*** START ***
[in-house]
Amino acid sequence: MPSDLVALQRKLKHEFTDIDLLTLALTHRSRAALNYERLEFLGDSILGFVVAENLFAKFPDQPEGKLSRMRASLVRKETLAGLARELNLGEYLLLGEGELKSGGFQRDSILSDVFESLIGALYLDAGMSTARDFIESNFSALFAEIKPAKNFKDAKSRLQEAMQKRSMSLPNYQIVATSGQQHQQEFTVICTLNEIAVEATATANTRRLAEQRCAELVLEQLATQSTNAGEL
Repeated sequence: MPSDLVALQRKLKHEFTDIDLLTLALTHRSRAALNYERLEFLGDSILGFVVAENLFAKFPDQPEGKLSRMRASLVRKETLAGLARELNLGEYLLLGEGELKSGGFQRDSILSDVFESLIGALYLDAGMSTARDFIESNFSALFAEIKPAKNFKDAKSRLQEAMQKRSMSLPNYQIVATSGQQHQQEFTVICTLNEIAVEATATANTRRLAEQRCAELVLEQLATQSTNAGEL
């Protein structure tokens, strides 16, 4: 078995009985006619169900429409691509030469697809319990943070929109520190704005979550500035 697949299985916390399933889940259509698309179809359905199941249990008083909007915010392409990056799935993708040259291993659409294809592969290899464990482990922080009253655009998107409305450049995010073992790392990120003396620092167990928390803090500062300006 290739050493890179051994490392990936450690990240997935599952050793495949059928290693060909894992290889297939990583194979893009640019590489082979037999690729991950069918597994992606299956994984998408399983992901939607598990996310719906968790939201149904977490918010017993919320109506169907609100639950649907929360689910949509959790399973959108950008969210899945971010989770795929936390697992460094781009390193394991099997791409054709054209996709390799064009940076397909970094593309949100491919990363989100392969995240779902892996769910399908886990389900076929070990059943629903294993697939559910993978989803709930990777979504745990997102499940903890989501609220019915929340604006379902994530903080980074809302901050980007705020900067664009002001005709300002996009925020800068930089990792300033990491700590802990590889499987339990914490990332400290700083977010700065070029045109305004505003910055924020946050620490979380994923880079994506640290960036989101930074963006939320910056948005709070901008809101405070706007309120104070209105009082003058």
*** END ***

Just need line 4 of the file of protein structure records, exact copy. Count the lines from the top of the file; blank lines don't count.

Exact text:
């Protein structure tokens, strides 16, 4: 078995009985006619169900429409691509030469697809319990943070929109520190704005979550500035 697949299985916390399933889940259509698309179809359905199941249990008083909007915010392409990056799935993708040259291993659409294809592969290899464990482990922080009253655009998107409305450049995010073992790392990120003396620092167990928390803090500062300006 290739050493890179051994490392990936450690990240997935599952050793495949059928290693060909894992290889297939990583194979893009640019590489082979037999690729991950069918597994992606299956994984998408399983992901939607598990996310719906968790939201149904977490918010017993919320109506169907609100639950649907929360689910949509959790399973959108950008969210899945971010989770795929936390697992460094781009390193394991099997791409054709054209996709390799064009940076397909970094593309949100491919990363989100392969995240779902892996769910399908886990389900076929070990059943629903294993697939559910993978989803709930990777979504745990997102499940903890989501609220019915929340604006379902994530903080980074809302901050980007705020900067664009002001005709300002996009925020800068930089990792300033990491700590802990590889499987339990914490990332400290700083977010700065070029045109305004505003910055924020946050620490979380994923880079994506640290960036989101930074963006939320910056948005709070901008809101405070706007309120104070209105009082003058």